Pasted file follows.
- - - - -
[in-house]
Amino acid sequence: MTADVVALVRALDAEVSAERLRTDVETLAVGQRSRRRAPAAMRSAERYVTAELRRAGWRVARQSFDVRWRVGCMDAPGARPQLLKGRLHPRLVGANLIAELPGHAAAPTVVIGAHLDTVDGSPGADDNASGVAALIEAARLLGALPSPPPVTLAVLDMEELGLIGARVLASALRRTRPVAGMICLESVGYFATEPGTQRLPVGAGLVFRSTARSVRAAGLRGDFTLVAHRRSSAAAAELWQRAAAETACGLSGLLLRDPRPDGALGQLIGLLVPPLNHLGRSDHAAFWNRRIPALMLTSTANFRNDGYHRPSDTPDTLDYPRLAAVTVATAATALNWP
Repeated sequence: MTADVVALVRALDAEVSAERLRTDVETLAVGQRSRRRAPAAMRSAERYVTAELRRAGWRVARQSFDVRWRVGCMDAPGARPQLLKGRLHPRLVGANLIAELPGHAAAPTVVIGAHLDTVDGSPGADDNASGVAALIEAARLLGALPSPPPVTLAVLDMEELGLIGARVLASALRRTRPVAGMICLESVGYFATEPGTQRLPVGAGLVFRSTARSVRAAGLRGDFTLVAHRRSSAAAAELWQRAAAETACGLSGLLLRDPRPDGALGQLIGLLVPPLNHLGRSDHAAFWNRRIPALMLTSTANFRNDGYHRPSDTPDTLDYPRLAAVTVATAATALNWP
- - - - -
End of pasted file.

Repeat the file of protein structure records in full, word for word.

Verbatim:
[in-house]
Amino acid sequence: MTADVVALVRALDAEVSAERLRTDVETLAVGQRSRRRAPAAMRSAERYVTAELRRAGWRVARQSFDVRWRVGCMDAPGARPQLLKGRLHPRLVGANLIAELPGHAAAPTVVIGAHLDTVDGSPGADDNASGVAALIEAARLLGALPSPPPVTLAVLDMEELGLIGARVLASALRRTRPVAGMICLESVGYFATEPGTQRLPVGAGLVFRSTARSVRAAGLRGDFTLVAHRRSSAAAAELWQRAAAETACGLSGLLLRDPRPDGALGQLIGLLVPPLNHLGRSDHAAFWNRRIPALMLTSTANFRNDGYHRPSDTPDTLDYPRLAAVTVATAATALNWP
Repeated sequence: MTADVVALVRALDAEVSAERLRTDVETLAVGQRSRRRAPAAMRSAERYVTAELRRAGWRVARQSFDVRWRVGCMDAPGARPQLLKGRLHPRLVGANLIAELPGHAAAPTVVIGAHLDTVDGSPGADDNASGVAALIEAARLLGALPSPPPVTLAVLDMEELGLIGARVLASALRRTRPVAGMICLESVGYFATEPGTQRLPVGAGLVFRSTARSVRAAGLRGDFTLVAHRRSSAAAAELWQRAAAETACGLSGLLLRDPRPDGALGQLIGLLVPPLNHLGRSDHAAFWNRRIPALMLTSTANFRNDGYHRPSDTPDTLDYPRLAAVTVATAATALNWP